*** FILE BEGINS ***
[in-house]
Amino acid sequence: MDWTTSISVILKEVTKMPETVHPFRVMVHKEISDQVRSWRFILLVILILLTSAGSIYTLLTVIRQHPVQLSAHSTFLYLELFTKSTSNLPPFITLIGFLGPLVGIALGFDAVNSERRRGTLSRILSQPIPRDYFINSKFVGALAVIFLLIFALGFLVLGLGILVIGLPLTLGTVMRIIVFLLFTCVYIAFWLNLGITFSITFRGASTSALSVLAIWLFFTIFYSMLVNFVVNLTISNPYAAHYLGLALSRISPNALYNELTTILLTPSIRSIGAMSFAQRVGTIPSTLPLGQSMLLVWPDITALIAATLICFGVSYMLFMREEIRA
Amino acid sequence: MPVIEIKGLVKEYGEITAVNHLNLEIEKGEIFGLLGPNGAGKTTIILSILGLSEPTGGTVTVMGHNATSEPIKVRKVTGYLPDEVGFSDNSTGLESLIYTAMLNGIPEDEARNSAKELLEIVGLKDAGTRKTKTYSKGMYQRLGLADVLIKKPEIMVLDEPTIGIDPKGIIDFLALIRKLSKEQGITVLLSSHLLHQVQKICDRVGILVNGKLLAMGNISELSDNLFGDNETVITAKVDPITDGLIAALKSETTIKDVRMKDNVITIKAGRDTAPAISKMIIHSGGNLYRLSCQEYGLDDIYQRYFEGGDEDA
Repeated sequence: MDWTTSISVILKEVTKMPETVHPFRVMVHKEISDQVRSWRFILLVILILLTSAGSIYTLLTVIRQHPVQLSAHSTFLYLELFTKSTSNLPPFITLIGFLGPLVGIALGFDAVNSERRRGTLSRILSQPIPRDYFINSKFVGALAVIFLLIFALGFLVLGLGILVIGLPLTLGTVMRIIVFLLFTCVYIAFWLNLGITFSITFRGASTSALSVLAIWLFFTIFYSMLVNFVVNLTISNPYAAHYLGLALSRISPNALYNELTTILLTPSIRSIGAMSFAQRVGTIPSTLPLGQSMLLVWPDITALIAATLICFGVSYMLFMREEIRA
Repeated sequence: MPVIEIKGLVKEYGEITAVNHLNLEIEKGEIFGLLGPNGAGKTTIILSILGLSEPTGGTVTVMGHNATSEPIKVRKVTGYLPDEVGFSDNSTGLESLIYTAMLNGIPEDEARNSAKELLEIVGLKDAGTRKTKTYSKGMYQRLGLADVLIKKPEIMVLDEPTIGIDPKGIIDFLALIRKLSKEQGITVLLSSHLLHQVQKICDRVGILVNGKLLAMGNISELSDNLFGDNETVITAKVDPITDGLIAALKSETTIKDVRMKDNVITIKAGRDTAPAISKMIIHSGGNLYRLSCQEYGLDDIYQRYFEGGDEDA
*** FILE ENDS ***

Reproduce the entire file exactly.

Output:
[in-house]
Amino acid sequence: MDWTTSISVILKEVTKMPETVHPFRVMVHKEISDQVRSWRFILLVILILLTSAGSIYTLLTVIRQHPVQLSAHSTFLYLELFTKSTSNLPPFITLIGFLGPLVGIALGFDAVNSERRRGTLSRILSQPIPRDYFINSKFVGALAVIFLLIFALGFLVLGLGILVIGLPLTLGTVMRIIVFLLFTCVYIAFWLNLGITFSITFRGASTSALSVLAIWLFFTIFYSMLVNFVVNLTISNPYAAHYLGLALSRISPNALYNELTTILLTPSIRSIGAMSFAQRVGTIPSTLPLGQSMLLVWPDITALIAATLICFGVSYMLFMREEIRA
Amino acid sequence: MPVIEIKGLVKEYGEITAVNHLNLEIEKGEIFGLLGPNGAGKTTIILSILGLSEPTGGTVTVMGHNATSEPIKVRKVTGYLPDEVGFSDNSTGLESLIYTAMLNGIPEDEARNSAKELLEIVGLKDAGTRKTKTYSKGMYQRLGLADVLIKKPEIMVLDEPTIGIDPKGIIDFLALIRKLSKEQGITVLLSSHLLHQVQKICDRVGILVNGKLLAMGNISELSDNLFGDNETVITAKVDPITDGLIAALKSETTIKDVRMKDNVITIKAGRDTAPAISKMIIHSGGNLYRLSCQEYGLDDIYQRYFEGGDEDA
Repeated sequence: MDWTTSISVILKEVTKMPETVHPFRVMVHKEISDQVRSWRFILLVILILLTSAGSIYTLLTVIRQHPVQLSAHSTFLYLELFTKSTSNLPPFITLIGFLGPLVGIALGFDAVNSERRRGTLSRILSQPIPRDYFINSKFVGALAVIFLLIFALGFLVLGLGILVIGLPLTLGTVMRIIVFLLFTCVYIAFWLNLGITFSITFRGASTSALSVLAIWLFFTIFYSMLVNFVVNLTISNPYAAHYLGLALSRISPNALYNELTTILLTPSIRSIGAMSFAQRVGTIPSTLPLGQSMLLVWPDITALIAATLICFGVSYMLFMREEIRA
Repeated sequence: MPVIEIKGLVKEYGEITAVNHLNLEIEKGEIFGLLGPNGAGKTTIILSILGLSEPTGGTVTVMGHNATSEPIKVRKVTGYLPDEVGFSDNSTGLESLIYTAMLNGIPEDEARNSAKELLEIVGLKDAGTRKTKTYSKGMYQRLGLADVLIKKPEIMVLDEPTIGIDPKGIIDFLALIRKLSKEQGITVLLSSHLLHQVQKICDRVGILVNGKLLAMGNISELSDNLFGDNETVITAKVDPITDGLIAALKSETTIKDVRMKDNVITIKAGRDTAPAISKMIIHSGGNLYRLSCQEYGLDDIYQRYFEGGDEDA